WARSAW (Reuters) - GDF Suez would demand compensation from Poland if the country brings in a new renewables law cutting support for green energy, Chief Executive of GDF’s Polish unit Grzegorz Gorski was quoted saying on Wednesday.
The French company is most concerned about plans to cut support for biomass co-firing, the largest source of renewable power in Poland’s energy mix. This process involves mixing wood and other plant material with coal before it is burnt in power stations.
“The rules proposed for biomass co-firing, which is key for us, are significantly worse than those in the currently applicable energy law,” Gorski was quoted as saying by business daily Puls Biznesu.
“(If the new law is enacted) we will go to arbitration and demand several hundred million zlotys from the state.”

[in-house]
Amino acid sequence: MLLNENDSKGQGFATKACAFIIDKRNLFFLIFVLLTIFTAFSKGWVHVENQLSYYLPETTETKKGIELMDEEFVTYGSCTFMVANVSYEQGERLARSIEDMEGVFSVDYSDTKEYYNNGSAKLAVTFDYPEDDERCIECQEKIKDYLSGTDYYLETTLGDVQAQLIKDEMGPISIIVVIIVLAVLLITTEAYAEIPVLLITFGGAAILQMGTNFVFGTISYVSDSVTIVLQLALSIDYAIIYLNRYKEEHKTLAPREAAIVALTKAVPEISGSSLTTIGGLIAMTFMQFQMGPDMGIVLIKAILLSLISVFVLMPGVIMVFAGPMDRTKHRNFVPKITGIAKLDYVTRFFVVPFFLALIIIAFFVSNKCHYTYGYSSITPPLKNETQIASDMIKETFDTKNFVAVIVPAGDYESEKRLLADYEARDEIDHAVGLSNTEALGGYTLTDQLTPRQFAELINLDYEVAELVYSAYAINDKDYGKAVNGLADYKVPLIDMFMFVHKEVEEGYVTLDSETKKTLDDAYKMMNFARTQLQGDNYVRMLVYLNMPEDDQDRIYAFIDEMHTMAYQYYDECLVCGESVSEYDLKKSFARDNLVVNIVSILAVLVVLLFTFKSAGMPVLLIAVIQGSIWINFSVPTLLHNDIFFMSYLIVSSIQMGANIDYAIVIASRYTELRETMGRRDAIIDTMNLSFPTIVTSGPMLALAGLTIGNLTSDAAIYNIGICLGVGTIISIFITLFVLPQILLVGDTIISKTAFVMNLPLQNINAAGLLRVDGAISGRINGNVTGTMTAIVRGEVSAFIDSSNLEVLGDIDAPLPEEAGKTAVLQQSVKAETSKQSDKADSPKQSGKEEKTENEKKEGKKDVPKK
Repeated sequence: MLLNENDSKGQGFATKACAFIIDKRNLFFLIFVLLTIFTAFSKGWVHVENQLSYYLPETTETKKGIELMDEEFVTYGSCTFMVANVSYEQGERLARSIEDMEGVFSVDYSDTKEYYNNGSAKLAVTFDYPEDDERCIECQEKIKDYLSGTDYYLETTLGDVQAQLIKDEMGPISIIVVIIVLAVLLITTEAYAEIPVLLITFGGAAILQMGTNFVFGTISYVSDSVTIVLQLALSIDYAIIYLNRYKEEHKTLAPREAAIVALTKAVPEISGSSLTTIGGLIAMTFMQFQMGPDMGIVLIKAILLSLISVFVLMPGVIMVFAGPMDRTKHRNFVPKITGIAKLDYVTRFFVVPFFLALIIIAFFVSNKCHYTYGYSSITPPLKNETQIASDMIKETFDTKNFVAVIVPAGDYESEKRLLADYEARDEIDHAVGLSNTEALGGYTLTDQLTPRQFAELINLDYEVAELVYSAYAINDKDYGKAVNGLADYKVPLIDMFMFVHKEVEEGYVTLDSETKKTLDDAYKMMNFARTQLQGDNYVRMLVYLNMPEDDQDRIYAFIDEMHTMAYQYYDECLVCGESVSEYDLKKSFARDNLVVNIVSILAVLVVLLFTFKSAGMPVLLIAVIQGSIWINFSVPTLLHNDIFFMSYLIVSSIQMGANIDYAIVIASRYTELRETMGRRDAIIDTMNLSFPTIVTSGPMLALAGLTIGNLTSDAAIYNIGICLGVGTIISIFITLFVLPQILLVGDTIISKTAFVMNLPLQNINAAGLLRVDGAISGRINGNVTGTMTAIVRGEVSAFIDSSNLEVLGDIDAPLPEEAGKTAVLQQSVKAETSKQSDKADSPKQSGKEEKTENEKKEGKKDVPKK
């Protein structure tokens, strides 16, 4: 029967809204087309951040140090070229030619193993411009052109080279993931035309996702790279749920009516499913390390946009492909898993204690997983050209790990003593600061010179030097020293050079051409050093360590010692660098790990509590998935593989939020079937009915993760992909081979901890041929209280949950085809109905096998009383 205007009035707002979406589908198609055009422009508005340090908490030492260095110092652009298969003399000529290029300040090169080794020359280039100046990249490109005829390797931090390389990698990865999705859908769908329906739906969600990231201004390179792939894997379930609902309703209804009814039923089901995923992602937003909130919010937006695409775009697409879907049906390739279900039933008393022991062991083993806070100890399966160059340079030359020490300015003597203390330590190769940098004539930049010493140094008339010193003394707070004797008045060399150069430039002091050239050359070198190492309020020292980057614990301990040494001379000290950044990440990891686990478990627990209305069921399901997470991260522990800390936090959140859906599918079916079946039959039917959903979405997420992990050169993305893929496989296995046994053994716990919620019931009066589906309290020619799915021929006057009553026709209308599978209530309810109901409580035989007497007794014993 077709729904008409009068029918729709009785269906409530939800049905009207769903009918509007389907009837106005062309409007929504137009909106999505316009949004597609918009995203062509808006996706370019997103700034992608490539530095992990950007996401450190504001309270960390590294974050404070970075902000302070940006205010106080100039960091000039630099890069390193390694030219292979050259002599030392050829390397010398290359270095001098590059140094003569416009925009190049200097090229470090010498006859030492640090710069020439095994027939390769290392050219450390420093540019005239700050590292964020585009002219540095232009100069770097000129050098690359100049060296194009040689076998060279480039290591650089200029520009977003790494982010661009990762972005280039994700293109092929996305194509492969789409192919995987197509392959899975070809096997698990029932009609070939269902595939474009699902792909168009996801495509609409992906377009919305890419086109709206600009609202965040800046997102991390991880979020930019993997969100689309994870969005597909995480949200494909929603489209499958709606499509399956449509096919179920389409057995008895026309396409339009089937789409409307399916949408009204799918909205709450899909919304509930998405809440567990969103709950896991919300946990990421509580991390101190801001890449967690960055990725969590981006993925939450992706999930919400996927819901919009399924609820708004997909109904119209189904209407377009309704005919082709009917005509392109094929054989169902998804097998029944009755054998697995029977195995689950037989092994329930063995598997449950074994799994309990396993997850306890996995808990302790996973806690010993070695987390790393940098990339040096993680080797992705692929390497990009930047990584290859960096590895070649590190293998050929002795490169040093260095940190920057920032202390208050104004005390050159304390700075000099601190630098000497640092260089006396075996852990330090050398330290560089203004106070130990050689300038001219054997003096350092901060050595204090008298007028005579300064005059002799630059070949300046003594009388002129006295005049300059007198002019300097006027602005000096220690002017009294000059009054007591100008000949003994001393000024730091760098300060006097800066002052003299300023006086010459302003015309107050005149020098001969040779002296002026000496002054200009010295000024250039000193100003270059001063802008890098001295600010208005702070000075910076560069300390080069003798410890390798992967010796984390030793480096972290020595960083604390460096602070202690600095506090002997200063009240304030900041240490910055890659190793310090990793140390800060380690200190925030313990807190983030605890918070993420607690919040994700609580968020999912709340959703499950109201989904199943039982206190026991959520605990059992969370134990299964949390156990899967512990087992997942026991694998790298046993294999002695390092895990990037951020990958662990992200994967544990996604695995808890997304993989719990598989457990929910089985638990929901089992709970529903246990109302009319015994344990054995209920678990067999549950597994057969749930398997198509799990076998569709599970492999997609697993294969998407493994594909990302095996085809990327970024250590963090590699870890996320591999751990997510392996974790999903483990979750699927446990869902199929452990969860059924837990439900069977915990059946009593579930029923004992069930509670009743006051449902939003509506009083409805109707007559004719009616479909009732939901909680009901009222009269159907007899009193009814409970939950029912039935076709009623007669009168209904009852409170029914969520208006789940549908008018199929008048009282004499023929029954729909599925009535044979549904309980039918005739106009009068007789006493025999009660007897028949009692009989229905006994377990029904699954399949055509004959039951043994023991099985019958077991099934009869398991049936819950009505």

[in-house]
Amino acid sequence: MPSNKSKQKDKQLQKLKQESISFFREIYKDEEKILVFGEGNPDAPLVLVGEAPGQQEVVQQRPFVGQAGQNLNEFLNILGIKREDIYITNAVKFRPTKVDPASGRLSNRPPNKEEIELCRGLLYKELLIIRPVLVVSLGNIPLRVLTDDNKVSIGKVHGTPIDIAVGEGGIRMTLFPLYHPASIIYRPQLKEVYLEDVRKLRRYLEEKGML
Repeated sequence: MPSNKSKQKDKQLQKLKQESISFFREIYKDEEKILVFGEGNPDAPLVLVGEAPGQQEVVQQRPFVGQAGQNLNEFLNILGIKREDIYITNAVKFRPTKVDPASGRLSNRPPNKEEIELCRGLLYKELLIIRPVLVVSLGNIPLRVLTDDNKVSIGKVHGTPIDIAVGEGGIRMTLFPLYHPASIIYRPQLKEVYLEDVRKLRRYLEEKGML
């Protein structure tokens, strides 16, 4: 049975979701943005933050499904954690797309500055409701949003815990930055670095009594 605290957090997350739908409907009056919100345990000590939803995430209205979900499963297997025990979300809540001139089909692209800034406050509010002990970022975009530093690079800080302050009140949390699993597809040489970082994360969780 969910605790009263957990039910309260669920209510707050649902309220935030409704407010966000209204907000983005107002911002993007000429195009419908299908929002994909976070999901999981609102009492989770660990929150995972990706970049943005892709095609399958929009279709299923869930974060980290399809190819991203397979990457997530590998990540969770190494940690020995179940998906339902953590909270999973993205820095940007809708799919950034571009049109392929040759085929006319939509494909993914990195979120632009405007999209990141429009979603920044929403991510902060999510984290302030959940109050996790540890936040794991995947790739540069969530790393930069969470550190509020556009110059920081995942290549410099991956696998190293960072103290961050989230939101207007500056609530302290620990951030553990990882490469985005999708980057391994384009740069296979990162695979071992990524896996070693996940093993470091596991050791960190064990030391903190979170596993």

Poland, which generates 90 percent of its electricity from coal, is required by the European Union to reduce carbon emissions and to generate at least 15 percent of its power from renewables.
In July, Poland’s economy ministry proposed a draft bill that reduced overall state support for renewable energy, favoring solar power and offshore wind over biomass co-firing and onshore wind.
The draft law has also drawn criticism from Poland’s treasury ministry, which oversees state assets and controls the country’s largest utilities, the wind power lobby and largest power producer PGE.
Reporting by Maciej Onoszko. Editing by Jane Merriman